The Importance of Short & Long Term Planning

by May 2, 2021Uncategorized0 comments

The importance of a long term and short term plans

Great coaching is about applying a plan properly to ensure getting the best results possible. However planning a racing season, and creating the proper build goes far beyond the race dates and applying basic training cycles. It is very easy for both an athlete and coach to get lost in this chaos. For that reason that I created the Advance Training Plan (ATP) template in 2004, which for the past 4 years has been used by USAT. All Vanguard Endurance coaches write athlete plans in two parts, long term plans or ATP’s and Short Term plans. ATP’s are written for at least 3 months in advance or more depending how far out the race dates for an athlete blocked in. Short term plans are written on a weekly basis, prescribing individual workouts for that week. By using the ATP as a guide we can write the weekly plans effectively by quickly gathering information about build phase, hours planned for each discipline, and make adjustments for the previous weeks results.   Every athlete should have a copy of this plan and therefore can have a basic expectation of what the weekly load should look like.

Short term plans shouldn’t be written more than two weeks in advance and ideally no more than one week. I have in the past tried to write short term plans for longer periods like a lot of coaches doing now and while it is possible to do this, I have always found that the results are sub-par with lots of corners being cut. Without the feedback or data coming from the athlete, a plan that isn’t thoughtfully executed may end up causing more problems than improvements.

Example of ATP how to read it:

*ATP fill pic

When you look at the Vanguard Endurance ATP it always looks confusing but it really is not that hard to understand if you break it down into individual parts. The ATP works like a chart with the weeks of training expressed in the vertical column and what/how much we are training expressed in the horizontal rows.

*ATP Races and Race Priority

As you can see the first part of the ATP is designed to allow athletes to see when their races are and how they are spaced the corresponding ranking on the race importance as outlined but either A,B or C race levels.

*ATP Training Locations & Training Volumes

When the ATP was originally designed, I was working with a lot of elite athletes and they move around a lot between altitude and sea level so it was important to understand their location and how it would affect their training and so needed to be included. (The 2013 ATP is available in an Age Group athlete focused version as well an Elite/Pro athlete focused version downloadable below.)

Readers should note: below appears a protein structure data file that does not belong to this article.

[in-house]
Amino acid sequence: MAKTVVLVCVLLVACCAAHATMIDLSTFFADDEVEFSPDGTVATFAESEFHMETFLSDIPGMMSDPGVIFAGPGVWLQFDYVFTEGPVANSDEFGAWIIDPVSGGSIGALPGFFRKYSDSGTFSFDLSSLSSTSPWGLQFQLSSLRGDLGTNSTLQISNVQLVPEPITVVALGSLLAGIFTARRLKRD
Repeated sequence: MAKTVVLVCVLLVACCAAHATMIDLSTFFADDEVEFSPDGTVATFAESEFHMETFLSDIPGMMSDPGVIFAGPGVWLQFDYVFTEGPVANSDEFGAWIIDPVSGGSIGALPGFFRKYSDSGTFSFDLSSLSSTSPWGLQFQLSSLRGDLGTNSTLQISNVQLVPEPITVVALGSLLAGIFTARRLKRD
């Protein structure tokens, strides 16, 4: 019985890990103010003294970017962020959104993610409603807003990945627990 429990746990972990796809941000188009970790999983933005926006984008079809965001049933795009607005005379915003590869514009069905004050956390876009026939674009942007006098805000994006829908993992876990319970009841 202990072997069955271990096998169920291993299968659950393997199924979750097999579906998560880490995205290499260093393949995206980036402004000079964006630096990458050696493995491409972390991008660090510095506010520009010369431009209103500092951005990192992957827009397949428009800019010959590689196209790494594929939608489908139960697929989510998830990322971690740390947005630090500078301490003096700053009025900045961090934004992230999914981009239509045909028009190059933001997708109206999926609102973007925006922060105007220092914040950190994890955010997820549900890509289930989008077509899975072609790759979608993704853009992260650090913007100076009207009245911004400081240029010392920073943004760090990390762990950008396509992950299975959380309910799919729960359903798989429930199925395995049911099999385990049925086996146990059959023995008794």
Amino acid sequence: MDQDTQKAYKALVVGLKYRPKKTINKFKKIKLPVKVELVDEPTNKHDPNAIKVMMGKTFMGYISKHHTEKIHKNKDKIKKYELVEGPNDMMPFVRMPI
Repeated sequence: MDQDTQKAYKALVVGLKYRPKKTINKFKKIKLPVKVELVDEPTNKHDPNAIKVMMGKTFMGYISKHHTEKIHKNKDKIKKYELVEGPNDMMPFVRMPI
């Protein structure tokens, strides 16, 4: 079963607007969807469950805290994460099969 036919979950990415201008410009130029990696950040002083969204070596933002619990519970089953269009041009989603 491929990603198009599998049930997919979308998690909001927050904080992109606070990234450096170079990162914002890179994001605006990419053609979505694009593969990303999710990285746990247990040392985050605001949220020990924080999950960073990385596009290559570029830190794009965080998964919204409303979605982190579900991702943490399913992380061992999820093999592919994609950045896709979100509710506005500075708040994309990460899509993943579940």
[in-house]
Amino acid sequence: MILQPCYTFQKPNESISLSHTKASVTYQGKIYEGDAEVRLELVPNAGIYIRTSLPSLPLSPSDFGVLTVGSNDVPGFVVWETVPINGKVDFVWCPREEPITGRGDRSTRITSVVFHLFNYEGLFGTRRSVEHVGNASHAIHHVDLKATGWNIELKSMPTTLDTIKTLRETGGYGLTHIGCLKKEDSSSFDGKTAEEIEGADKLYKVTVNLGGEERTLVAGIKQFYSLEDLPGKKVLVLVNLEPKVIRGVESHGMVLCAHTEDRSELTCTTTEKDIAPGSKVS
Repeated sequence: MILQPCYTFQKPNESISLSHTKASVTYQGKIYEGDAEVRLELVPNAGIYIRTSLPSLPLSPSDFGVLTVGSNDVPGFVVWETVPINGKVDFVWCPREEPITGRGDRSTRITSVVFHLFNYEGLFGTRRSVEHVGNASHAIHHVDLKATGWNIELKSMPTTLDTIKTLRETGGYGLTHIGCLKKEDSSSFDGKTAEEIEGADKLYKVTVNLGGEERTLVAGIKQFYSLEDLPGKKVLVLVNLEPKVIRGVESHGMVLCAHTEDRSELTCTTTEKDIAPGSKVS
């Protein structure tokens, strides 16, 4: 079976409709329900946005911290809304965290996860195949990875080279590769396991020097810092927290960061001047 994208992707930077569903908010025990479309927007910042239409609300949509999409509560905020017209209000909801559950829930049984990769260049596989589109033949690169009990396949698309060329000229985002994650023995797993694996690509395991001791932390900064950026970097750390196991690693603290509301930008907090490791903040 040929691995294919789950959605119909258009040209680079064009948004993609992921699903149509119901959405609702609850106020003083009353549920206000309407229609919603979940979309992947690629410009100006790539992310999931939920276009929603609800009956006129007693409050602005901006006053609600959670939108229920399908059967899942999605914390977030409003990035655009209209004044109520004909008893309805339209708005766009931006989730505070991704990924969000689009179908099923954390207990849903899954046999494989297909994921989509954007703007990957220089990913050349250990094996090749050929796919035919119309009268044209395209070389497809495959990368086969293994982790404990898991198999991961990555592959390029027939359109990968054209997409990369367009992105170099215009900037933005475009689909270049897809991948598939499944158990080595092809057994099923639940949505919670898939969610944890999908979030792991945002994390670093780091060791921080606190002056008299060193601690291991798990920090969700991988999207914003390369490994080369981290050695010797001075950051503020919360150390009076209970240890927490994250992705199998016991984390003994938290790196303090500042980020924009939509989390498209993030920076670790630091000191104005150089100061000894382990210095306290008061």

The other section outlined here is training volume for each discipline, swim, bike, run and strength. This should not be confused with mileage. Remember, the body knows how long it’s been going for and at what intensity but NOT how far it has gone. That is why we focus on these two areas and not on training distances. This section allows us to see what sort of volume will be in our max weeks and how far out from races this is. It also allows us to add intensity while ensuring we do not exceed an athlete’s ability to handle the load created by “Volume + Intensity + Specificity + Life”.

*ATP Training intensities & Specific testing requirements

The final section of the ATP as shown above allows us to determine the makeup of the sessions we will be doing. These are broken down in to the traditional areas that I teach (Base, Strength, Strength/Endurance, Speed Endurance, Race Specifics & Taper). How much of each and which aspect is more important through different points in the training cycles will be determined by your coach. They will determine this using a combination of factors through their understanding of your individual physiology and what is needed to get the best possible results in the lead up to race day.

Example of short term plan from above ATP, and what it means.

*Training Peaks Image

From the above Training Peaks example you can see how a normal week should be laid out (This one was from an elite IM athlete). On the right hand side you will see the weekly totals of training for Swim, Bike and Run; these should closely correspond (+/- 30 min a week) to the volume you have laid out of the ATP for that week. The makeup of the week should have the correct balance of base, strength, strength/endurance etc work as were expected from the ATP. Youcan also see that have designed it into block of training hard 3 day block Tuesday – Thursday & hard 2 day block Saturday & Sunday. Both of these blocks are separated by recovery days to allow the body to recovery so that we can continue to load with less risk of injury. Keep in mind each 2 or 3 weeks volume is lowered as an adaption week so that athletes can adapt to the load they have been placed under so that the next training block can have more loading than the last.

As a coach it is our goal build world class plans both from an ATP point of view as well as from a short term point of view. But because athletes adapt at different rates and their lives may take unpredictable turns, short term plans may not always meet up with the original ATP and may call more adjustments.  However, if we as coaches do our job correctly, no matter what happens between now and race day we will get you there in the best possible shape you can be to have a fantastic race.